Push for expansion of safe injecting facilities

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Researchers say ‘substantial evidence’ should encourage governments, in Australia and further afield, to facilitate more medically supervised sites.

Lots of needles
No fatalities have occurred as a result of injections at the Medically Supervised Injecting Centre.

A group of researchers and clinicians are pushing for more safe injecting sites to be set up, citing evidence from a long-running facility in Sydney.


The authors of an opinion piece published this week in the Medical Journal of Australia (MJA) say the supervised injecting site in Kings Cross founded 21 years ago is proof of the approach’s efficacy.


The writers, led by the University of Sydney’s Associate Professor Carolyn Day, who was previously a director of Addiction Medicine Education at the Sydney Medical School, highlight the scale of the work carried out at the Medically Supervised Injecting Centre (MSIC).


From the time it started until the end of April this year, MSIC had recorded a total of 1,232,951 injections at the facility without any fatalities, the researchers state.


They also write that almost 11,000 overdoses have been managed successfully, while 20,420 referrals to health and social services have been made.


The authors say that the MSIC enables a clear reduction in harm for those attending, with adverse events occurring in fewer than 1% of all injections.


‘Put simply, when a safer place to inject drugs is provided, the associated short-term harms are greatly reduced,’ the opinion piece reads.


‘The longer-term harms are also reduced with increased access to services, including drug treatment, hepatitis C care, and smoking cessation.’


Dr Hester Wilson, Chair of RACGP Specific Interests Addiction Medicine, agrees.


With first-hand experience of the facility, having worked there as an acting medical director in 2009–2010, she said it is a system that works.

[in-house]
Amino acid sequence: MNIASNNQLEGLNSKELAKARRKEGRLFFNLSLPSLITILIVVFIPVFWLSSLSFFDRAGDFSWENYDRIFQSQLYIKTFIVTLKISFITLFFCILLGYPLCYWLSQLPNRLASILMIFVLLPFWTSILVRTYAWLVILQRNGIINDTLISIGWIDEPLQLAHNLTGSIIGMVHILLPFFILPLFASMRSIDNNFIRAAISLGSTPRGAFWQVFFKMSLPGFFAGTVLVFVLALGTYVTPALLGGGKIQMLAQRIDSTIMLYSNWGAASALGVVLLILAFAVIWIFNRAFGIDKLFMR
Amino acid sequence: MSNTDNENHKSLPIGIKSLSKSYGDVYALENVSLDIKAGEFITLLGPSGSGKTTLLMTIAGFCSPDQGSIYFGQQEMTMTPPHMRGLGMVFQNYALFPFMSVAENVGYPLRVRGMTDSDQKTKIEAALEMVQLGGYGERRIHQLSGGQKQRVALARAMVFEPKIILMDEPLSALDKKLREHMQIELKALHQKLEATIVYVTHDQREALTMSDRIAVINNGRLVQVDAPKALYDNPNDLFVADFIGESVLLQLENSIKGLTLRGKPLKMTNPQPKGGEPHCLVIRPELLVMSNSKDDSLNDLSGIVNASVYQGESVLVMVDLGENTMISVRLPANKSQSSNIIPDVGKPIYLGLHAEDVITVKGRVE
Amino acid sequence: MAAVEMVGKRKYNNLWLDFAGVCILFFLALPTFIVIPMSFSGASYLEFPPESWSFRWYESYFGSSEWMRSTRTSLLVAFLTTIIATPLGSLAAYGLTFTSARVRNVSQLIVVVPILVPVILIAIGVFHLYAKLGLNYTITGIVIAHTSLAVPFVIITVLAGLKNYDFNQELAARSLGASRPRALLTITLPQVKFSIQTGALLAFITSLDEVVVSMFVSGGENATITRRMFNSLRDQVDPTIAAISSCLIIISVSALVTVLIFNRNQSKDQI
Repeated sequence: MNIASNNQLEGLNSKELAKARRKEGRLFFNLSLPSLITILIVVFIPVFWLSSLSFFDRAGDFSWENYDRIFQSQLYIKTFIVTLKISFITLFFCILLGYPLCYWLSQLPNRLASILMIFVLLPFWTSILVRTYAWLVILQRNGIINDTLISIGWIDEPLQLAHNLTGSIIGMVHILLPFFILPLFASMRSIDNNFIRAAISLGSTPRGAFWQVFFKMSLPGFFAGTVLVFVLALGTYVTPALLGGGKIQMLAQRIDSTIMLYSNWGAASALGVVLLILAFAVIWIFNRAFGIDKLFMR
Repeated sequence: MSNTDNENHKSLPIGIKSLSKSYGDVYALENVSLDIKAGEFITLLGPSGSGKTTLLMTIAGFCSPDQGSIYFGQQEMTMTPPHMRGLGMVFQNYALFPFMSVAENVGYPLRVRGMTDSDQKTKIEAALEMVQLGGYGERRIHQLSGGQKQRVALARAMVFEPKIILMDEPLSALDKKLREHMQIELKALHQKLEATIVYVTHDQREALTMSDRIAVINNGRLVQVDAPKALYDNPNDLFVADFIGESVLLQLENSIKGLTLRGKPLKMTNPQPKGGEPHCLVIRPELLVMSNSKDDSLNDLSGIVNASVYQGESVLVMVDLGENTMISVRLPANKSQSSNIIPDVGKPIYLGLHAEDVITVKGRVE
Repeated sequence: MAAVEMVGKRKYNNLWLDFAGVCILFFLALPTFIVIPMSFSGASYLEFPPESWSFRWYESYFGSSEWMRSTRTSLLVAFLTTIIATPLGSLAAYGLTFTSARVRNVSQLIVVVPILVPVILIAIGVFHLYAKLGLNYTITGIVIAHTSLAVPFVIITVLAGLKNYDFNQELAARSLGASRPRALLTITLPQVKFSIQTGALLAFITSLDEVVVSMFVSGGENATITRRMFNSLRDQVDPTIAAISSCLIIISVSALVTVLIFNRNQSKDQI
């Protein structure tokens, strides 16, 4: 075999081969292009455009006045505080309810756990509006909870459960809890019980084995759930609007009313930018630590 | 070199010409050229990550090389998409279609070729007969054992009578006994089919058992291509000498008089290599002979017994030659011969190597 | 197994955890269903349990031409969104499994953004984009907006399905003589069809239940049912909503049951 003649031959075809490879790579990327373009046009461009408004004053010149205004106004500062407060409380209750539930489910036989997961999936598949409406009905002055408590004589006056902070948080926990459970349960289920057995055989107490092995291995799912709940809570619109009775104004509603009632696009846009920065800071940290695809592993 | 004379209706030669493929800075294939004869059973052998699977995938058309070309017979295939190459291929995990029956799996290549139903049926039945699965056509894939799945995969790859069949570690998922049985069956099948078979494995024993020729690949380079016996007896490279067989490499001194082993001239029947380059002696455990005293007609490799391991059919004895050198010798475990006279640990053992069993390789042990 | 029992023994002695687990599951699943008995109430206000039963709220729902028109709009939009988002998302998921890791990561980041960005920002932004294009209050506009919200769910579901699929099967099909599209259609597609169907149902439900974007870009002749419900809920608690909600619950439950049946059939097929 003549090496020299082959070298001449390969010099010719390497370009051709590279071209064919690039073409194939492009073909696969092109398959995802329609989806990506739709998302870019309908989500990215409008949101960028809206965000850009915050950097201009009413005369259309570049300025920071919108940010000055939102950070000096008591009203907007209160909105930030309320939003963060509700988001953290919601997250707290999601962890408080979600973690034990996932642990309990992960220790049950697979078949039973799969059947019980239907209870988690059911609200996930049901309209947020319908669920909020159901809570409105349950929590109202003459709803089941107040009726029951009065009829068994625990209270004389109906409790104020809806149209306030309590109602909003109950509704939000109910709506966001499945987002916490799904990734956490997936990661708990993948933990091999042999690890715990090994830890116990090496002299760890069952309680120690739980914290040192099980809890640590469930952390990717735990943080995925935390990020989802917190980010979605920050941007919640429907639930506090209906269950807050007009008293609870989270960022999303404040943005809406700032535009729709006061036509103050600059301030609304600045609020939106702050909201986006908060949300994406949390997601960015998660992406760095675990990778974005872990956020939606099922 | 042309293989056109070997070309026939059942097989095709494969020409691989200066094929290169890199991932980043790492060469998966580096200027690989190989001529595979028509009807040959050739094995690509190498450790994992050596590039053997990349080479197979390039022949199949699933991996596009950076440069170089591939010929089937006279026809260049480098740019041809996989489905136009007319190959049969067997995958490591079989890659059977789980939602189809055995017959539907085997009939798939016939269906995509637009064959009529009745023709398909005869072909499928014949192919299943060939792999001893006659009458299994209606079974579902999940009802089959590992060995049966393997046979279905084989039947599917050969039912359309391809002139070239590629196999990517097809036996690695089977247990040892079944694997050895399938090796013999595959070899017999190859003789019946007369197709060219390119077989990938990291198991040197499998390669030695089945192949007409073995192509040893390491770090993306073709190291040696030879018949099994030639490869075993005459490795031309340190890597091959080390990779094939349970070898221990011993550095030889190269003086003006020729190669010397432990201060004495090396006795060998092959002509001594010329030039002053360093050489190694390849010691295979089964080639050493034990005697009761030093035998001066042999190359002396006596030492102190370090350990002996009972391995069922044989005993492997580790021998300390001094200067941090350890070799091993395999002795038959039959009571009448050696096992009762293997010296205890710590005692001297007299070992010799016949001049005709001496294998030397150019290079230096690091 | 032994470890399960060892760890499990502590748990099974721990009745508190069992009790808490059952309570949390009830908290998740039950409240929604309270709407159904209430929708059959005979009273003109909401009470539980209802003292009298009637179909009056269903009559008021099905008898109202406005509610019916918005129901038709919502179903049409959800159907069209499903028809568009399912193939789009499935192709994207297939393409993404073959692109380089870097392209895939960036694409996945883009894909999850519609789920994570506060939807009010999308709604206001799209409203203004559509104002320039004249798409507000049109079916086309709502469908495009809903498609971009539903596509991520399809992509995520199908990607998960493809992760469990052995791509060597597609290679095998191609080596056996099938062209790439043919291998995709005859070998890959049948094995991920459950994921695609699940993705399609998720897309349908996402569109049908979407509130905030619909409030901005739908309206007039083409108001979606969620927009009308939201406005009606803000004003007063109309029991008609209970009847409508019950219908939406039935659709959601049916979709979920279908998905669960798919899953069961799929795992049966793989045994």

‘It is a successful and humane model,’ Dr Wilson told newsGP. ‘While we may not condone drug use, the fact is that it happens.’ 


She says the service reaches high-risk people who are often not having treatment and supports them to seek help.


‘This is a group who find it hard to access treatment, who have had significant adverse experiences with stigma and discrimination when accessing healthcare,’ she said.


‘For most of those accessing the MSIC, their drug use has severe impact on their lives and the MSIC supports them to change their lives for the better.


‘It was set up for overdose prevention and it’s important to remember that you can’t treat someone who has died from overdose.


‘The referral rate is wonderful and the result of a lot of work and engagement with MSIC staff, sometimes over an extended period of time.’


Despite the strong resistance faced by advocates of the centre before its work began, Dr Wilson believes it is now broadly supported.


‘When it opened there was some local community concern, but it is part of the landscape now and local amenity has improved with less needles in the community and locals no longer being woken by ambulances racing to assist overdoses in the street,’ she said.


The researchers also say there is now a ‘substantial evidence base’ on the impact of the supervised injecting facilities (SIFs), and again suggests the concerns originally expressed have been unfounded.


‘Early research established that the MSIC did not result in a “honeypot” effect [ie, attract new users to the area], but led to improved and sustained public amenity,’ they wrote.


They also point out that there are only about 120 supervised injecting facilities operating around the work, including two in Australia, and highlight legal obstacles that prevent further centres from opening – including one law that means an amendment to state legislation is required to allow more than one facility in NSW.


‘The key themes to emerge are that good policy, with clear legislation and careful management of clients within a harm reduction framework, can and does alleviate problems that may be perceived as inherent to the operation of such services,’ the article reads.


‘Given the solid evidence, current governments, in Australia and elsewhere, should expand SIF services without unnecessary protracted trial periods.’


In 2018, another safe injecting site opened in North Richmond in Melbourne, a move that again met with considerable local resistance.


Since it opened, data has suggested that centre is also preventing deaths.


For the writers of the MJA perspective piece, the arguments are already won – particularly with the backdrop of increasing opioid overdose deaths and coroner recommendations for more SIFs.


‘Questions regarding the scientific and operational merit of SIFs have been answered,’ they conclude.


‘After 21 years of success, it is time for robust support for further services to be implemented both within Australia and internationally.’


Dr Wilson also believes the case has now been made successfully.


‘We need to be able to respond to people’s needs where they live,’ she said. ‘MSIC has shown this can been safely done and results in good outcomes.’


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